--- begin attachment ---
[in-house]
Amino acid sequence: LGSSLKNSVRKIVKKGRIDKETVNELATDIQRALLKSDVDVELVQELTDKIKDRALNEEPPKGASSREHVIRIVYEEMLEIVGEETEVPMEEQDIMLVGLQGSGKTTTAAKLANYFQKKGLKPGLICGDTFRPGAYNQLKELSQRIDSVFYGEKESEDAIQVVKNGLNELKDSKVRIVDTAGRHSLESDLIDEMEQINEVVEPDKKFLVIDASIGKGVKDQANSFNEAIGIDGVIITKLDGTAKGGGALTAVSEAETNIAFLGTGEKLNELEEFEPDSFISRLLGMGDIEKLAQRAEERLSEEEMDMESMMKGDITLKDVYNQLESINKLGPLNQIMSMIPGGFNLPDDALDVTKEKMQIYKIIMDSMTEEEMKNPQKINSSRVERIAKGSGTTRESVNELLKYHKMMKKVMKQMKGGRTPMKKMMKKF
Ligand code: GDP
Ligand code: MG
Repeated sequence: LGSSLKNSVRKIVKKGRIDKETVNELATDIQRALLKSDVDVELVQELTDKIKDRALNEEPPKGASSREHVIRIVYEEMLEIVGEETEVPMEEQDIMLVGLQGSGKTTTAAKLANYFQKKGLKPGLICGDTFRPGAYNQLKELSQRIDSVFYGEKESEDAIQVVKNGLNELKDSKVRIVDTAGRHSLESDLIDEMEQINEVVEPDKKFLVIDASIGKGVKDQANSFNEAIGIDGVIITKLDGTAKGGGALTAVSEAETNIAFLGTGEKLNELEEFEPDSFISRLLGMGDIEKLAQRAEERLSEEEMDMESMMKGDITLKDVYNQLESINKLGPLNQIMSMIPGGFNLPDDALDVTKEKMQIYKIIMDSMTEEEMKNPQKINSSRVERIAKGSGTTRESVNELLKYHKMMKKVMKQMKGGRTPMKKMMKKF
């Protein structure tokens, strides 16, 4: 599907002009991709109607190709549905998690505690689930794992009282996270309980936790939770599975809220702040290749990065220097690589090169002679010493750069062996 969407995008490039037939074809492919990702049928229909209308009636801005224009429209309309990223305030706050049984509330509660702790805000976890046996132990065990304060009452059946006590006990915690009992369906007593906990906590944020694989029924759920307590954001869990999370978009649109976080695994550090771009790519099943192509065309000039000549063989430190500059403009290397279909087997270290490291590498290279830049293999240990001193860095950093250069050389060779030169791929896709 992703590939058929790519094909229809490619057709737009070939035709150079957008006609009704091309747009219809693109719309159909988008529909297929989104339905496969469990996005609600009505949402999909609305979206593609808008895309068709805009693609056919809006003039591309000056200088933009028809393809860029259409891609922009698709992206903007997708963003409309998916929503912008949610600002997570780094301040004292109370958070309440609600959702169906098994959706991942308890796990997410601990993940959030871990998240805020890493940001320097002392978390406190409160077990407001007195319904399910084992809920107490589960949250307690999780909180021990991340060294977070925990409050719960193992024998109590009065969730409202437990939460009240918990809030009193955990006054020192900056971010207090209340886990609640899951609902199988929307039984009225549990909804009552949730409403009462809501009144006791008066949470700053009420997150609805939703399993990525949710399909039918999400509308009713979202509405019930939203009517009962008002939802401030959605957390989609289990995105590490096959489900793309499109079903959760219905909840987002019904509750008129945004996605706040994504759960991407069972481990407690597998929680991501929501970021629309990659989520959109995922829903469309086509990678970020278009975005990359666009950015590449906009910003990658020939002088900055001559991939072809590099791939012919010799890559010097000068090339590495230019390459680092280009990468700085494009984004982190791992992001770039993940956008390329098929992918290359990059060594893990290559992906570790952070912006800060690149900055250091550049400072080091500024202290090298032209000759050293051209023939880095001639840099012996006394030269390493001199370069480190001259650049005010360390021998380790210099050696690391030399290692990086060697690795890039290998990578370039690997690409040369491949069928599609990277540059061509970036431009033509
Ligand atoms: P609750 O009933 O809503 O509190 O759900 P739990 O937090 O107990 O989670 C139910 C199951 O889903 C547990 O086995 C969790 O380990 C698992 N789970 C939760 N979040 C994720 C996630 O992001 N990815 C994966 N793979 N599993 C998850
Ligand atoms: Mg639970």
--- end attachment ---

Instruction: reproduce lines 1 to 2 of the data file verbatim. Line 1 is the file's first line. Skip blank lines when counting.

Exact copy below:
[in-house]
Amino acid sequence: LGSSLKNSVRKIVKKGRIDKETVNELATDIQRALLKSDVDVELVQELTDKIKDRALNEEPPKGASSREHVIRIVYEEMLEIVGEETEVPMEEQDIMLVGLQGSGKTTTAAKLANYFQKKGLKPGLICGDTFRPGAYNQLKELSQRIDSVFYGEKESEDAIQVVKNGLNELKDSKVRIVDTAGRHSLESDLIDEMEQINEVVEPDKKFLVIDASIGKGVKDQANSFNEAIGIDGVIITKLDGTAKGGGALTAVSEAETNIAFLGTGEKLNELEEFEPDSFISRLLGMGDIEKLAQRAEERLSEEEMDMESMMKGDITLKDVYNQLESINKLGPLNQIMSMIPGGFNLPDDALDVTKEKMQIYKIIMDSMTEEEMKNPQKINSSRVERIAKGSGTTRESVNELLKYHKMMKKVMKQMKGGRTPMKKMMKKF